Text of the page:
6. I still like the single image better. The moon is a horrible bright object, so there shouldn't be any strong noise-related issues. Problems are equipment, correct adjustment and of course "seeing"/atmospheric turbulences. "Lucky imaging" often works great, meaning: take a lot of single shots in a series, later pick the sharpest one. Exposure times should be as short as possible. @irandar - Honestly, I wonder about how you managed to get such a low picture quality out of your gear? Noise levels and graininess are unbelievable high. - Both camera and MAK should provide far better results. Thus it could be interesting to know a bit more about your setup and your procedure. I'd first try lowering the ISO value as low as possible. Plus, I'd make sure the picture is focused correctly (maybe a Bahtinov mask would be the way to go); there's several focusing methods, I can explain if you like. Plus (this is wild guess): Switch the camera off for a few minutes to cool down. Then switch on and take the photos as fast as possible. I know, a bit hard without a tracking mount, but still doable. Reason: Usually the noise levels increase with the sensor temperature. And a general hint: If the stars "twinkle", this is good for a romantic mood, but bad for taking astrophotos. The more the stars twinkle, the worse is the atmospheric turbulences, making sharp pictures very, very difficult if not impossible. But that's not the reason for noise and grain in your photos. Another idea: You didn't take the photos from a warm room, but outside in the cold? If not - you should. --- Two example pics, single shots, not stacked in any way - first one (no editing at all, right from the camera) showing the size of the moon at 750 mm focal length, second one giving an idea of the quality a single shot should provide. Pictures were among my very first astrophotos, unfortunately taken without a field flattener, edited with no greater expertise. Info: Taken with a cheap Canon 750D, first picture ISO 100, 1/100 s; second picture ISO 400, 1/60 s, both with a Skywatcher Newton 150/750. Hint: Right-click the pictures, select Open LINK(!) in new tab - then you'll be able to watch them in their original size.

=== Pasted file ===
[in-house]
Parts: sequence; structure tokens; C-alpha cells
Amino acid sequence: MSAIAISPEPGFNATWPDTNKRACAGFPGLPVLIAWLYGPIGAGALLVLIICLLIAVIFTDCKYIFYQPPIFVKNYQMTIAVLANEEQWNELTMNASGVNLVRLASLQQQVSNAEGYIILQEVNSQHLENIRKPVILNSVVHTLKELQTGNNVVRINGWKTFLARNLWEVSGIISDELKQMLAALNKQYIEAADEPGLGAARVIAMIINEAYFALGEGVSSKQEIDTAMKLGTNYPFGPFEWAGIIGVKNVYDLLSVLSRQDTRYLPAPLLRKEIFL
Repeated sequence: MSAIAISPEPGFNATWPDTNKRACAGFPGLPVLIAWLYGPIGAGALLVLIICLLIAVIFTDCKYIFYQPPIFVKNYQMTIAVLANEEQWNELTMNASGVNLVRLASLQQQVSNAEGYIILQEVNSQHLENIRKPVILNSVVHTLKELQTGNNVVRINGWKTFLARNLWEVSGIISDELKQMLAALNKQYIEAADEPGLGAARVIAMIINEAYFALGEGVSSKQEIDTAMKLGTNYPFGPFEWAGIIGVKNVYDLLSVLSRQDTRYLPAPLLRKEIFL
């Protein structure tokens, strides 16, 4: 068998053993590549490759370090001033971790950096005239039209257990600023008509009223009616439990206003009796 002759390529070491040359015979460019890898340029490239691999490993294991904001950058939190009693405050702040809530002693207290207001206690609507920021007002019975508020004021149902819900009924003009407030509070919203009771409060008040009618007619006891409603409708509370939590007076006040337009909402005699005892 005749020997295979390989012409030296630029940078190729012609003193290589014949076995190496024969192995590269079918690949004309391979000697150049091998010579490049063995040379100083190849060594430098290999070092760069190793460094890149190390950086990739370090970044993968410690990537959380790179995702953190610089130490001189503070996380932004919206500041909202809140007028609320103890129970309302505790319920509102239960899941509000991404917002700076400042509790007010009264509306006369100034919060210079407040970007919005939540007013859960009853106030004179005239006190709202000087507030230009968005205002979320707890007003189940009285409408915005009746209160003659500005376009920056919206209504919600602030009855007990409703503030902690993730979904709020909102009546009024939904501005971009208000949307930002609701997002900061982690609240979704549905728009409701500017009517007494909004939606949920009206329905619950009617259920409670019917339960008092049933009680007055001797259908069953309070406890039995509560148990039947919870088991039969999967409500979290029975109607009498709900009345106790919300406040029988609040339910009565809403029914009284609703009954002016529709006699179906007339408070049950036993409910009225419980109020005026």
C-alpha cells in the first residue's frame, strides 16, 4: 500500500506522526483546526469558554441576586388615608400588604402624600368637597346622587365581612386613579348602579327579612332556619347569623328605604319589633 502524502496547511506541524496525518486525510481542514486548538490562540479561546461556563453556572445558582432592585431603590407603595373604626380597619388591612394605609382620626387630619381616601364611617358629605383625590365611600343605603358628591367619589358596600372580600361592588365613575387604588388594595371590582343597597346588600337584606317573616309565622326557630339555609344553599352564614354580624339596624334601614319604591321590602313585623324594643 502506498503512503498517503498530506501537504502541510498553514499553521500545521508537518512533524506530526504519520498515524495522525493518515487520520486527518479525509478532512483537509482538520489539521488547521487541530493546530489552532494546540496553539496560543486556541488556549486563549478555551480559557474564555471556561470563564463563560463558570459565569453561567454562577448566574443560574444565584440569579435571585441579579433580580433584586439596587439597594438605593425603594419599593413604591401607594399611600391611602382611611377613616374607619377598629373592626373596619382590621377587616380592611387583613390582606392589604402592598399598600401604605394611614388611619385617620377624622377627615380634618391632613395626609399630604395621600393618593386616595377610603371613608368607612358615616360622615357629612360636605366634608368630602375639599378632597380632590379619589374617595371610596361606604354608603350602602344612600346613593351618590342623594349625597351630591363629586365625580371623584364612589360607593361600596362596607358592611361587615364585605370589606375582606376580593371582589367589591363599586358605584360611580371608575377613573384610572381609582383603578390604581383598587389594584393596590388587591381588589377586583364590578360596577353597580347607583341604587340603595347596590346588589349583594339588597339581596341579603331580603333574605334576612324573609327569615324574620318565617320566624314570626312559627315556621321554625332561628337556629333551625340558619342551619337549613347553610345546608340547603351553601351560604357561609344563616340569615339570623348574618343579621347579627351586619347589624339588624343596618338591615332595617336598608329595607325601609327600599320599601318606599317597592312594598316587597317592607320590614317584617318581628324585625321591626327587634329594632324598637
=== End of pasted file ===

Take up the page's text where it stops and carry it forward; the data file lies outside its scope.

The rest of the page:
7. Diese Fehler mache ich besonders gerne: Mehrere Ebenen, aber nicht die Pixel-Ebene ausgewählt, Pixel-Ebene nicht blau markiert. Passiert ständig, wenn man irgendeine Anpassung anwendet, die als neue Ebene ergänzt und damit automatisch ausgewählt wird. Klick auf die Pixel-Ebene, dann gehts wieder. Bild ist keine Pixel-Ebene. In dem Fall: Rechtsklick auf die Ebene, dann "Rastern ..." wählen. Deckkraft 0 oder sehr niedrig. Je niedriger die Deckkraft, desto weniger wirkt der Effekt. Fluss 0 oder sehr niedrig. Auch dann gehts nicht - oder nicht vernünftig. Das wurde zwar alles bis auf Fluss schon oben von Dan C und Komatös erwähnt, aber vielleicht ists so beschrieben noch ein Häppchen verdaulicher.